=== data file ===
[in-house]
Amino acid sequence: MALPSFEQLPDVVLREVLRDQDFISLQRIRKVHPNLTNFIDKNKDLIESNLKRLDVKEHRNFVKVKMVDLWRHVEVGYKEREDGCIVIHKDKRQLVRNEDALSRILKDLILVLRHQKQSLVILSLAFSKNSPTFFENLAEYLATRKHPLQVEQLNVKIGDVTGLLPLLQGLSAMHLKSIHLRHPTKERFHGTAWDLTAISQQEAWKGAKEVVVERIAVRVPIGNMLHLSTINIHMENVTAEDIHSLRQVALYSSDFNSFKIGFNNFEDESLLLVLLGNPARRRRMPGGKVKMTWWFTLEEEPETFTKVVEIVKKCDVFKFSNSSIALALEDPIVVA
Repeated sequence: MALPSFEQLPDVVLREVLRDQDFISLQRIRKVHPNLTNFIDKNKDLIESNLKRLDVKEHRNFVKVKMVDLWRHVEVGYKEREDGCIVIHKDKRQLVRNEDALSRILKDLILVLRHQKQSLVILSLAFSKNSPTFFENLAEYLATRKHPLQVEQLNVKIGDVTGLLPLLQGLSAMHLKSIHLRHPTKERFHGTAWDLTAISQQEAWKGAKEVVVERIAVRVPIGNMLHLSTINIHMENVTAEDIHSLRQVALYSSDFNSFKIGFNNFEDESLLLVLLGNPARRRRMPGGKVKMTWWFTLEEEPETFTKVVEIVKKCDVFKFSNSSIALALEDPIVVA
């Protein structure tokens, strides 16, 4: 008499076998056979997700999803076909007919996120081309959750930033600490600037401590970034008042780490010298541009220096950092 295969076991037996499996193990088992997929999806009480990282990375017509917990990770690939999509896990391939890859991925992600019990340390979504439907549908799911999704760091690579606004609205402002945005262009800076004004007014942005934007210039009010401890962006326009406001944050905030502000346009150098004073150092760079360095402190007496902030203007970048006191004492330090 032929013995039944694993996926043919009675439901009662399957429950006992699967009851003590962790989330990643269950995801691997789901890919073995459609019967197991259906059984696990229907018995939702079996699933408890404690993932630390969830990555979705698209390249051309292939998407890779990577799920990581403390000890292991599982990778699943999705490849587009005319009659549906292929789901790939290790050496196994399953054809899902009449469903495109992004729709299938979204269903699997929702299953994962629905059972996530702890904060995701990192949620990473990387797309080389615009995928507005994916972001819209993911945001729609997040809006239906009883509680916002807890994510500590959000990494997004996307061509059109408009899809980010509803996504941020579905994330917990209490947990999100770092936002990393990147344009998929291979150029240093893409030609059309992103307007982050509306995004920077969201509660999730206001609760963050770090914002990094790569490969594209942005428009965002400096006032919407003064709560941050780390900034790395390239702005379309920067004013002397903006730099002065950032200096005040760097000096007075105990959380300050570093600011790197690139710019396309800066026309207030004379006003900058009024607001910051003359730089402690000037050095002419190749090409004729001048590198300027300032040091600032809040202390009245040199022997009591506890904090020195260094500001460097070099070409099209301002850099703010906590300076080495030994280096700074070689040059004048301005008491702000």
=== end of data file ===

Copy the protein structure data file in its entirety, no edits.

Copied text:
[in-house]
Amino acid sequence: MALPSFEQLPDVVLREVLRDQDFISLQRIRKVHPNLTNFIDKNKDLIESNLKRLDVKEHRNFVKVKMVDLWRHVEVGYKEREDGCIVIHKDKRQLVRNEDALSRILKDLILVLRHQKQSLVILSLAFSKNSPTFFENLAEYLATRKHPLQVEQLNVKIGDVTGLLPLLQGLSAMHLKSIHLRHPTKERFHGTAWDLTAISQQEAWKGAKEVVVERIAVRVPIGNMLHLSTINIHMENVTAEDIHSLRQVALYSSDFNSFKIGFNNFEDESLLLVLLGNPARRRRMPGGKVKMTWWFTLEEEPETFTKVVEIVKKCDVFKFSNSSIALALEDPIVVA
Repeated sequence: MALPSFEQLPDVVLREVLRDQDFISLQRIRKVHPNLTNFIDKNKDLIESNLKRLDVKEHRNFVKVKMVDLWRHVEVGYKEREDGCIVIHKDKRQLVRNEDALSRILKDLILVLRHQKQSLVILSLAFSKNSPTFFENLAEYLATRKHPLQVEQLNVKIGDVTGLLPLLQGLSAMHLKSIHLRHPTKERFHGTAWDLTAISQQEAWKGAKEVVVERIAVRVPIGNMLHLSTINIHMENVTAEDIHSLRQVALYSSDFNSFKIGFNNFEDESLLLVLLGNPARRRRMPGGKVKMTWWFTLEEEPETFTKVVEIVKKCDVFKFSNSSIALALEDPIVVA
């Protein structure tokens, strides 16, 4: 008499076998056979997700999803076909007919996120081309959750930033600490600037401590970034008042780490010298541009220096950092 295969076991037996499996193990088992997929999806009480990282990375017509917990990770690939999509896990391939890859991925992600019990340390979504439907549908799911999704760091690579606004609205402002945005262009800076004004007014942005934007210039009010401890962006326009406001944050905030502000346009150098004073150092760079360095402190007496902030203007970048006191004492330090 032929013995039944694993996926043919009675439901009662399957429950006992699967009851003590962790989330990643269950995801691997789901890919073995459609019967197991259906059984696990229907018995939702079996699933408890404690993932630390969830990555979705698209390249051309292939998407890779990577799920990581403390000890292991599982990778699943999705490849587009005319009659549906292929789901790939290790050496196994399953054809899902009449469903495109992004729709299938979204269903699997929702299953994962629905059972996530702890904060995701990192949620990473990387797309080389615009995928507005994916972001819209993911945001729609997040809006239906009883509680916002807890994510500590959000990494997004996307061509059109408009899809980010509803996504941020579905994330917990209490947990999100770092936002990393990147344009998929291979150029240093893409030609059309992103307007982050509306995004920077969201509660999730206001609760963050770090914002990094790569490969594209942005428009965002400096006032919407003064709560941050780390900034790395390239702005379309920067004013002397903006730099002065950032200096005040760097000096007075105990959380300050570093600011790197690139710019396309800066026309207030004379006003900058009024607001910051003359730089402690000037050095002419190749090409004729001048590198300027300032040091600032809040202390009245040199022997009591506890904090020195260094500001460097070099070409099209301002850099703010906590300076080495030994280096700074070689040059004048301005008491702000």